Every year, it feels like October creeps up on me. I guess it’s because most of my life has been on an academic calendar. Elementary school, high school, college, then becoming a teacher. And now, as the DRE (Director of Religious Education) for Giáo xứ Đức Mẹ Hằng Cứu Giúp in Garland, TX – it continues. October creeps up on me because August and September is about the hustle and bustle of new classes, new teachers, and getting over the summer dawdling. There isn’t much time to breathe when one is scrambling to make sure over 1100 kids have catechists, parents are informed, and the grass on your lawn isn’t turning yellow from the Dallas heat!

October is upon me again this year. And unexpected as usual. In particular, for me as a Sister of Mary Queen (Dòng Trinh Vương), October is about the rosary because it is the month of Rosary. We are a community consecrated to Mary. And it’s also about St. Therese of the Child Jesus, our spiritual guide. We follow her way of holiness – to live extraordinary in the ordinary. To love in the simple. To hope in the midst of dryness.

For many Vietnamese Catholics, St Therese is a well-known saint. However, to put all of us on the same page, please allow me to sketch some details of her life. She was born in the late 19th century to a middle-income French family. She lost her mom when she was about 3 ½ years old. Both of her older sisters joined the Carmelite monastery in Lisieux, her hometown. She eventually joined them at the age of 15 (a special exception had to be made for her because the usual age was 18). Shortly after she joined, her dad suffered a series of strokes that caused him to be confined to a mental institution. Rumors and gossip circulated that he was sad from Therese’s departure to the convent that he had a mental break-down! In hindsight and with both Therese’s parents canonized as saints in October 2015, we know her father asked for suffering as a way to draw closer to God. Therese, herself, died at age 24 of tuberculosis.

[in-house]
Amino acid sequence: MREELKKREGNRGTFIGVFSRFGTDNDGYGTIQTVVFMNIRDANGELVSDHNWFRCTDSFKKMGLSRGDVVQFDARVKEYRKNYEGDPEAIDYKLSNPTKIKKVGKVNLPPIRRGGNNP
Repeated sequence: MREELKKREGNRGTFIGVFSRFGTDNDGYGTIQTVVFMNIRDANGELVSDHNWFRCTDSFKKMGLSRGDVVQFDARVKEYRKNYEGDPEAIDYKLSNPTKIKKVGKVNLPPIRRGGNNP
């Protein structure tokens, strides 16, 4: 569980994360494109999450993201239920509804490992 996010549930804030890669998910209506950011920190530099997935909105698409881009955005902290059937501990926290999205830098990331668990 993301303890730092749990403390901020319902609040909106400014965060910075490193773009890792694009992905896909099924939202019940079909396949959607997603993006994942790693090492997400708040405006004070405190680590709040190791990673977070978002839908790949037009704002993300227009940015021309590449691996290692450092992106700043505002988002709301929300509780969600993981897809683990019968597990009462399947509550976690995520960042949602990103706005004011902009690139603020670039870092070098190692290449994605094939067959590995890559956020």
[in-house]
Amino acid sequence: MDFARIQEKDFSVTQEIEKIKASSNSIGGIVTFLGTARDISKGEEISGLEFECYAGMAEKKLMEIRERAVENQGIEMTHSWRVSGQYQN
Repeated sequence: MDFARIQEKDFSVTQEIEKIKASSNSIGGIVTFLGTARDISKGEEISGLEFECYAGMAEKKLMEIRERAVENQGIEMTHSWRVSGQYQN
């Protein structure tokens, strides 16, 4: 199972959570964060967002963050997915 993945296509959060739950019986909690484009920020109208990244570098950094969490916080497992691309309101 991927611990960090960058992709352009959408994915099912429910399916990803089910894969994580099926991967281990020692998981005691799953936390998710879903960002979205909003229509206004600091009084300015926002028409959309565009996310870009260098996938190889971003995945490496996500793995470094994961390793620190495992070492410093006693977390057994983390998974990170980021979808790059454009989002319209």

I feel blessed to belong to a community that takes St Therese as a model of living life to the full. Hers is an ordinary life filled with the drama of the everyday: not being accepted in school, being too sensitive (nhõng nhẽo), losing a parent. She had to fight to follow her dream (She had to see the pope to get her entrance into Carmel!) And when she died, her sisters said there won’t be anything interesting to say: she did what everyone else did.

On so many days, I feel like I do what everyone else does. I wake up, get my teeth brushed, and grab a cup of coffee (to make sure I don’t fall asleep in prayer!). After Mass, I sit down at my computer, I reply to emails (because I work from home/convent) and get distracted with random Google searches. When evening comes and it’s Tuesday – it’s my turn to cook. Chicken, beef, noodles. Whatever the sisters didn’t have for a while.

When I leave the convent and meet people, they would say: Thank you so much for your calling! Thank you so much for your “Yes”! You are just like Mary! And I think of myself: Really? Are you sure? Do you know how ordinary a life I lead? Wait until you come to a Come and See!
And that’s what happens when young women come to visit us would say. You guys are just like us! You do ordinary stuff too! Like cooking, laundry, watch movies. And I say: Agree. So what is the difference between you and the rest of us? I would borrow the words of St Therese:

Holiness consists simply in doing God’s will, and being just what God wants us to be…If every flower wanted to be a rose, nature would lose her springtime beauty.

May we each do what God asks of us. Wishing you a beautiful month of October! Keep me in prayer as I do you.

Sr. Janine Trần Ngọc Vân, CMR trinhvuong.org congregationofmaryqueen.org

October Reflection

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